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Breaking rules to help the homeless


Kaiser Solzie found his tribe on the road. In 2000, the musician became a part of the Warped Tour family by jumping rides with anyone he could to get from stop to stop. He became known as the "Homeless Filmmaker," and did anything he could to get involved behind the scenes of the festival.

James Jackson took his Kaiser Solzie stage name from the 1995 film "The Usual Suspects." The character Keyser Soze is a crime lord whose ruthlessness and influence have acquired a legendary, even mythical, status. Jackson isn't a crime lord, but he lives up to the pseudonym's ghostly, ubiquitous quality as a homeless musician that can be spotted playing in cities all across the country.

Born in 1982, Jackson was raised by his mother, who had a disability, and his father was incarcerated when Jackson was just 2 years old. After his mother passed away when he was 14, Jackson was placed into the foster care system and experienced 17 different placements within four years, struggling with addiction and mental health issues throughout.  At 18, Jackson was released from foster care and hit the road to pursue music. After spending a decade struggling as a musician, both performance-wise and behind the scenes, Jackson returned home to Rochester.

Jackson now wants to use his story to inspire others going through similar struggles. "Music has always been a driving factor," Jackson says. "Now, just this past year or two, I've been dealing with a lot of mental health type stuff, and so it's been a release for that."

It wasn't until Jackson started helping other bands that he realized he wanted to pursue music full-time. His cousin showed him Green Day's "Dookie" while he was in foster care, and it turned Jackson's previous hip-hop world into a punk rock universe.

Once out on his own, Jackson picked up work behind the scenes with a number of punk bands, like Dropkick Murphys and Pennywise, and he learned to appreciate how music can help other people.

Jackson recently pulled together a full band — guitarist Brian Lorenzo, drummer Lenny Palmieri, and bassist Jamie McMann — for Kaiser Solzie's fast-paced, energetic punk rock, filled with a freely defiant message to never give up.

When Jackson isn't touring or working at Warped Tour stops, he's in Rochester volunteering with Nick Coulter at Person Centered Housing Options (PCHO). Back in the day, Coulter was also a punk rocker and met Jackson working as a rapid deployment officer in local homeless camps.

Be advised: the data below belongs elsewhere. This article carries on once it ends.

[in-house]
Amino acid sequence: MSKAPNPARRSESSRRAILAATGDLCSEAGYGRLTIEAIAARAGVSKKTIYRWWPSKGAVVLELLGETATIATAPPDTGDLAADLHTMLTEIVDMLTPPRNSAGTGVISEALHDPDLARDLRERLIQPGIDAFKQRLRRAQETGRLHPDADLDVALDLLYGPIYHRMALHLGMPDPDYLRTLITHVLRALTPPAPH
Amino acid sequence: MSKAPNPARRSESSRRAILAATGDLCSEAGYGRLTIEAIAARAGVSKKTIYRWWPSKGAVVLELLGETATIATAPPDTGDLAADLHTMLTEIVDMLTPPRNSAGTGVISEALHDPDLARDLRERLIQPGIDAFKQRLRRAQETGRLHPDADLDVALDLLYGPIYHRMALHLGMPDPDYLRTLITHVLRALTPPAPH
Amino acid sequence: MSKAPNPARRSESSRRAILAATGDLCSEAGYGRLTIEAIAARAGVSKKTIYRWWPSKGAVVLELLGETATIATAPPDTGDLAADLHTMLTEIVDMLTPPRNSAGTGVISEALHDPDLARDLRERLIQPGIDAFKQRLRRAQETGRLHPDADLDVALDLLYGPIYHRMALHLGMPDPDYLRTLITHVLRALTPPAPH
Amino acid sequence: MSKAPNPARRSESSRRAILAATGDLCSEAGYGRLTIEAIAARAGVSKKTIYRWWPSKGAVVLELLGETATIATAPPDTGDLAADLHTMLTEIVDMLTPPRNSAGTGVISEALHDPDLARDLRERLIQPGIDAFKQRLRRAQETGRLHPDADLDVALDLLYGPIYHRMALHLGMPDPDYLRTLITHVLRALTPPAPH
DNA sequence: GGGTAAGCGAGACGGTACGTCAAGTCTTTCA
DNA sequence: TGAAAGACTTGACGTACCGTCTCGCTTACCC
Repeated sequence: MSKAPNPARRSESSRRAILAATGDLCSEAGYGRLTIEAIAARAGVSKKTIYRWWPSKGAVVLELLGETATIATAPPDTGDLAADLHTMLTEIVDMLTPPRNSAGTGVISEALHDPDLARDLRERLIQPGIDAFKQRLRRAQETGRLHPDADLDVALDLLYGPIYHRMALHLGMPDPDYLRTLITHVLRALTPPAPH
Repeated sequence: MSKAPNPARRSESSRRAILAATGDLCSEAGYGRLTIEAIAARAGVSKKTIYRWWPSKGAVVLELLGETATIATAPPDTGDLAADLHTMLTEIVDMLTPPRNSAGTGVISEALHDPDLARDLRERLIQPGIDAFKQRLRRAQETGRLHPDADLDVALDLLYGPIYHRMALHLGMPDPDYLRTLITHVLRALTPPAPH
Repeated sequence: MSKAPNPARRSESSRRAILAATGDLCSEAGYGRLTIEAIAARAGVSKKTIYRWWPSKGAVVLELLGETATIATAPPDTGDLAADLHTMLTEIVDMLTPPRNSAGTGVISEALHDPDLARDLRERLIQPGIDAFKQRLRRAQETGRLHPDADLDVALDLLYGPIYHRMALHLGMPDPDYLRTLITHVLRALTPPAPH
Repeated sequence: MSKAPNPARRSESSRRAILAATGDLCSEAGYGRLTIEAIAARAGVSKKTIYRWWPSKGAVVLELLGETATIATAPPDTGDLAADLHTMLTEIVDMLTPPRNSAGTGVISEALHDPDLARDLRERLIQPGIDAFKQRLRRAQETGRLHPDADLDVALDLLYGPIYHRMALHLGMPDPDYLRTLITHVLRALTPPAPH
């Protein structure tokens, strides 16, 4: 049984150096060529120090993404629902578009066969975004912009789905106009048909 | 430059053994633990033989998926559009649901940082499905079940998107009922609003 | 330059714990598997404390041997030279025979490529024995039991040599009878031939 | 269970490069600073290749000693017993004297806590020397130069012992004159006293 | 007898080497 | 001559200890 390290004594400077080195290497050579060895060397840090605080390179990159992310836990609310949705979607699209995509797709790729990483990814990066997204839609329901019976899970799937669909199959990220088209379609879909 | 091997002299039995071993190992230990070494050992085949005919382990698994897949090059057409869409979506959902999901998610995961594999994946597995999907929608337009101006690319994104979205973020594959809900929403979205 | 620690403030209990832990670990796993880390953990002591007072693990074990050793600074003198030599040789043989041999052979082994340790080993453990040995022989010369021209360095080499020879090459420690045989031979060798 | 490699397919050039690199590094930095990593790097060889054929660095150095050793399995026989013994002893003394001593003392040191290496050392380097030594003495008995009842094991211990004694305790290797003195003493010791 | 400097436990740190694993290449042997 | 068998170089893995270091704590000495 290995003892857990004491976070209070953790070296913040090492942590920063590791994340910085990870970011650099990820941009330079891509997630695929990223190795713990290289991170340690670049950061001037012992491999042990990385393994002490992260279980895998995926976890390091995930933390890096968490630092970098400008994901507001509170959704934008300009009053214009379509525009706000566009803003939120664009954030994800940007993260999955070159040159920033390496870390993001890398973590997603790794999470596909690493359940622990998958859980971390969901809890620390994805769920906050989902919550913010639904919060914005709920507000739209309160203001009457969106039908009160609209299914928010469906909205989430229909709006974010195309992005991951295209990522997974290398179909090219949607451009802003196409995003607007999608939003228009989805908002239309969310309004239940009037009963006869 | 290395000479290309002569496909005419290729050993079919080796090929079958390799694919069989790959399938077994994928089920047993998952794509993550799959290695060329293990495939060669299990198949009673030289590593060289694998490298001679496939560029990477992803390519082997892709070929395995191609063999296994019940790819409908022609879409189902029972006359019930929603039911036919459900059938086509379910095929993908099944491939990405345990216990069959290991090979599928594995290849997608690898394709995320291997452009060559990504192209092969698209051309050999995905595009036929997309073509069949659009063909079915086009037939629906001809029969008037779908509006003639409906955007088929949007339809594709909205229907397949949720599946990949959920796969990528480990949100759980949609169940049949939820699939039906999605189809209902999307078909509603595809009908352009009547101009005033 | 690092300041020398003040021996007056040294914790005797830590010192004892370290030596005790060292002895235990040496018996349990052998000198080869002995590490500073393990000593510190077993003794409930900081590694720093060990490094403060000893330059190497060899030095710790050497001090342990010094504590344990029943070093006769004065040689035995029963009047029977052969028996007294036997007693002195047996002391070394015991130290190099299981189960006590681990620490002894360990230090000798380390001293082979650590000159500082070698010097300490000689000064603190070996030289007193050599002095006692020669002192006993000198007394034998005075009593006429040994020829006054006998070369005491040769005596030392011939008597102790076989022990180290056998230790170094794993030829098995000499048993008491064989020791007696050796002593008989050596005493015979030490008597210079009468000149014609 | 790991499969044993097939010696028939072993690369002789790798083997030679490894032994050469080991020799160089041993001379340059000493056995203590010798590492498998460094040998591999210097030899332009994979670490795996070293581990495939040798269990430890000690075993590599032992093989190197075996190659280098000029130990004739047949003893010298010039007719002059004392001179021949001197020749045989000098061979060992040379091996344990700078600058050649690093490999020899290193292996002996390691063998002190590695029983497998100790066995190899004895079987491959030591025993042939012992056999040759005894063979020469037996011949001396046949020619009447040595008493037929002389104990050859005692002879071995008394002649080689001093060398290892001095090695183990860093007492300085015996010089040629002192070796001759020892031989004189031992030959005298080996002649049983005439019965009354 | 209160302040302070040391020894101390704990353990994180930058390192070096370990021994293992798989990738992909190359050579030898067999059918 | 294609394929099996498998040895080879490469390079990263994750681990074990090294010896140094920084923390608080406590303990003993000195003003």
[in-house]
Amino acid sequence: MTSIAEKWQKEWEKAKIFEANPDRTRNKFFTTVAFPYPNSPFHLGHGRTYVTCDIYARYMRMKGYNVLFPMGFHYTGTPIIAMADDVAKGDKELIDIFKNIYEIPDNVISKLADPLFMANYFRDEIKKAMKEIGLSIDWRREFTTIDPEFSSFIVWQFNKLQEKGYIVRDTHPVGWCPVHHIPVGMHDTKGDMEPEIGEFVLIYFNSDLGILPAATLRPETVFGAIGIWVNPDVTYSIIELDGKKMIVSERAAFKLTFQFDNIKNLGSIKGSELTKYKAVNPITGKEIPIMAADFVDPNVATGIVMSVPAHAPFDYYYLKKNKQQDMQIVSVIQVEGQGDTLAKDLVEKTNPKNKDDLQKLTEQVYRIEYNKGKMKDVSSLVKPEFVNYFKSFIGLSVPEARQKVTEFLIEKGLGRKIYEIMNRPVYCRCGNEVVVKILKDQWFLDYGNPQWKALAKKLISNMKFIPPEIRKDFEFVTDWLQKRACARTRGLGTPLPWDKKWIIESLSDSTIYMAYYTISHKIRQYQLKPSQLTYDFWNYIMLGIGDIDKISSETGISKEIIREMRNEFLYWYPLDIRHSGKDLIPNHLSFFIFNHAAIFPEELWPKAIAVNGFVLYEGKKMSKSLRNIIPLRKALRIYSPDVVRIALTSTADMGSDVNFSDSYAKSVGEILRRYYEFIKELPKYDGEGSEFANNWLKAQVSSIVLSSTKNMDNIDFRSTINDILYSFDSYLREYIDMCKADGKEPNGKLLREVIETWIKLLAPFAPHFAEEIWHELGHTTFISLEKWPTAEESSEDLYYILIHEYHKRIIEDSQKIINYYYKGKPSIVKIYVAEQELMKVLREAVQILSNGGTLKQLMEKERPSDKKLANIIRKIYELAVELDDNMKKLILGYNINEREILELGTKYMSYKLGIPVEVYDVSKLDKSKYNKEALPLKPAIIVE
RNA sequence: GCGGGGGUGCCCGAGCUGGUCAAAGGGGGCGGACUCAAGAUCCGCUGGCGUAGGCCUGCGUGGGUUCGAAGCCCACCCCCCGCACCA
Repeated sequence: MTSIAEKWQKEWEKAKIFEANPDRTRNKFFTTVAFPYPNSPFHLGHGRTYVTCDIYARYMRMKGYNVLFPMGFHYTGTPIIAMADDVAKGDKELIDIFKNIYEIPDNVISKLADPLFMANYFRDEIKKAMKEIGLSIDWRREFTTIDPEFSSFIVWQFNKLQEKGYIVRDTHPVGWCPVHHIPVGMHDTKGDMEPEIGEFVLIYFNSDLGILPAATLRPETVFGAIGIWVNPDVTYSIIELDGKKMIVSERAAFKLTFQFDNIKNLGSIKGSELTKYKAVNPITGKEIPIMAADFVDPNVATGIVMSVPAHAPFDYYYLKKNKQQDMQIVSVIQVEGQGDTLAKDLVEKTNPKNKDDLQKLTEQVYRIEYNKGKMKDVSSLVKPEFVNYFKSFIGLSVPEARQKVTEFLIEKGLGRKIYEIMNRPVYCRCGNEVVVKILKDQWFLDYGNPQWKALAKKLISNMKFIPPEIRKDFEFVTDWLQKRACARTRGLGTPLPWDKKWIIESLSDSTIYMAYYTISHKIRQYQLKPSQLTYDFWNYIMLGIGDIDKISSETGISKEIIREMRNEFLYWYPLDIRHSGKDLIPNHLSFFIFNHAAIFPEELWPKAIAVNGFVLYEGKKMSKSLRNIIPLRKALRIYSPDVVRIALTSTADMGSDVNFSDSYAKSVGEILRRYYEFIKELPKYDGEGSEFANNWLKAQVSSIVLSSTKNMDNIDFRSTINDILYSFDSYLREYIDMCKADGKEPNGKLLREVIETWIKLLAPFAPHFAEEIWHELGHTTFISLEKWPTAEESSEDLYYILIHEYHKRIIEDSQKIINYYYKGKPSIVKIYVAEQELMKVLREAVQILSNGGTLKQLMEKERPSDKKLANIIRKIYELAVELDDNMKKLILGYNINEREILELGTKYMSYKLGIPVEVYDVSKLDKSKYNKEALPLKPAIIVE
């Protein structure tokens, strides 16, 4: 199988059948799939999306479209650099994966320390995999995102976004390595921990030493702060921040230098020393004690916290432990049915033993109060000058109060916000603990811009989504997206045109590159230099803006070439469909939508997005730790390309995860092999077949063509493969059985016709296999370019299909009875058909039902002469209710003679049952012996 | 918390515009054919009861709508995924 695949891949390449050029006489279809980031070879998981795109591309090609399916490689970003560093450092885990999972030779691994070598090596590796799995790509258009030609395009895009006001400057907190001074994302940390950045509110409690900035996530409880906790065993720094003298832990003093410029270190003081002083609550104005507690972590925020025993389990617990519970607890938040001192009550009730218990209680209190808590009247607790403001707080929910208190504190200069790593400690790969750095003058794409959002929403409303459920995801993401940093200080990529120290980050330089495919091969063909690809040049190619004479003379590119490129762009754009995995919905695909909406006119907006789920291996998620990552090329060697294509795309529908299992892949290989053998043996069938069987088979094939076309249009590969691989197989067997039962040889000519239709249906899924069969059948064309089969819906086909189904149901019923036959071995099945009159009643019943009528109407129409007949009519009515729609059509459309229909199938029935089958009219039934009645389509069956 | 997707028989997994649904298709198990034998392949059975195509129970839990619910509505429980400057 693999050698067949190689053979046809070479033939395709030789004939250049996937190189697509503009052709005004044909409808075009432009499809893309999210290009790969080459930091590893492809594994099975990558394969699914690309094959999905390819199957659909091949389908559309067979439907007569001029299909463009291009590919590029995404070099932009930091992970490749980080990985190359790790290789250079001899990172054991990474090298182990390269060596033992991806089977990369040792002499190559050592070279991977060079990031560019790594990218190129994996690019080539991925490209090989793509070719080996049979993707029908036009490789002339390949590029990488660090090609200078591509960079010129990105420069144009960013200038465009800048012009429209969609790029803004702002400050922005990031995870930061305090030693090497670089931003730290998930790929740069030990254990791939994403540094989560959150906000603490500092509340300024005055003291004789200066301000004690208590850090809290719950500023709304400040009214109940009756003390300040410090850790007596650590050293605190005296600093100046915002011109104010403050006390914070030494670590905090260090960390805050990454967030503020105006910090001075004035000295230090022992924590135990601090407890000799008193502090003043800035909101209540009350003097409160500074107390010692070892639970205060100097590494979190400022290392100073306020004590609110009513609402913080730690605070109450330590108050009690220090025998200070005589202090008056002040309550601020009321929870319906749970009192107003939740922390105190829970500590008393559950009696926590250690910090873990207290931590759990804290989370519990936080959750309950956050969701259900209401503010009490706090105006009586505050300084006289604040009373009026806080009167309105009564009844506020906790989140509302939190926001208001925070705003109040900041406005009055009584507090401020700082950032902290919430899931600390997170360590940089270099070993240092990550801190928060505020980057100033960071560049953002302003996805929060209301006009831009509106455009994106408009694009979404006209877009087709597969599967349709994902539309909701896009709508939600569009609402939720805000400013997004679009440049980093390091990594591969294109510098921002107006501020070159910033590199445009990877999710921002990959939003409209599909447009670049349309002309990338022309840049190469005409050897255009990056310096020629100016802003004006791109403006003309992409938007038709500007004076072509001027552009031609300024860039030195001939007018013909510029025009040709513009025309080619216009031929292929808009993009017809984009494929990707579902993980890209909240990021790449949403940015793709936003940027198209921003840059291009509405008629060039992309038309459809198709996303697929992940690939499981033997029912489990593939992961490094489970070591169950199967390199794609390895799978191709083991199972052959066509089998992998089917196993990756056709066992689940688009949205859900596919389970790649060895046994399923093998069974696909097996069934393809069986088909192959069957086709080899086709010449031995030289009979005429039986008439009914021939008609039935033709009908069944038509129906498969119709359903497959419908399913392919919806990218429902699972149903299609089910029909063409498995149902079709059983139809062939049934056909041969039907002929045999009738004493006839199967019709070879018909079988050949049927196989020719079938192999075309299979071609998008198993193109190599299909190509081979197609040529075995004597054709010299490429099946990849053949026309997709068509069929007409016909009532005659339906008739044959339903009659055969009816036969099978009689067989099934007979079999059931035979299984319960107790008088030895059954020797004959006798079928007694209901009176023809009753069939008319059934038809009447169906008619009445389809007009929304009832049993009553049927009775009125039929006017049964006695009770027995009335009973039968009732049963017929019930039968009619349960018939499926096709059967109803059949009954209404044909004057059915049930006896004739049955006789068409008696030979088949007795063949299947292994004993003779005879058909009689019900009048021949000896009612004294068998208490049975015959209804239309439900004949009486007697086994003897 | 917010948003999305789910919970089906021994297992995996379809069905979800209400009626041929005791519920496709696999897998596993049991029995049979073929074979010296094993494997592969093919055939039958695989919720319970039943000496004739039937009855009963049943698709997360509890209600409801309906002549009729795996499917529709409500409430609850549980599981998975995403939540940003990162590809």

"He started PCHO because he realized, to help the homeless, you've got to break rules," Jackson says. Jackson and Coulter ended up having a lot in common, and Coulter was able to quickly find housing for Jackson. PCHO now works with about 500 people, housing five to six clients per week, but still struggling with the red tape of city policies and legislation.

Jackson says there are ways to improve the city's homeless housing programs. "The city needs to work together with local organizations, like Dimitri House and St. Joseph's, to get on the same page about how to properly house the homeless," he says. "Having conversations with people to really understand who they are. There are so many homeless organizations that things get scattered because they're all on a different page."

It's understandable that some landlords would be hesitant to take someone off the streets, someone who might have a lot of issues, and put them into housing. But by educating the community about how to live with compassion and how they can get more involved, as well as training police officers on how to handle the homeless more properly, Jackson suggests, there is hope to turn lives around.

Jackson hopes that by telling his story, it will help people get over the stigma of being homeless.  "It's the reason I'm playing Warped Tour this summer," he says. "There are many local musicians who have also gotten off the streets through music."

Jackson is also a filmmaker, creating documentaries about his own experiences with homelessness and rising above the predicated bars of society. His documentaries and other short films can be viewed on

"Show up," Jackson says as advice for any musicians out there going through the same struggles as him. "Keep moving ... If you get knocked down, keep getting back up."

Every month, Studio RAD hosts a "Final Fridays" event, which showcases live music, art, and all things culture in Rochester. Kaiser Solzie will perform alongside local musicians Nora Kaminski, John Musgrove, Logan Miller, and others. The event will also feature vending artists, including Kelsey Lee Eksten, Monika Lafayette Vertigo, and Khaos By Design.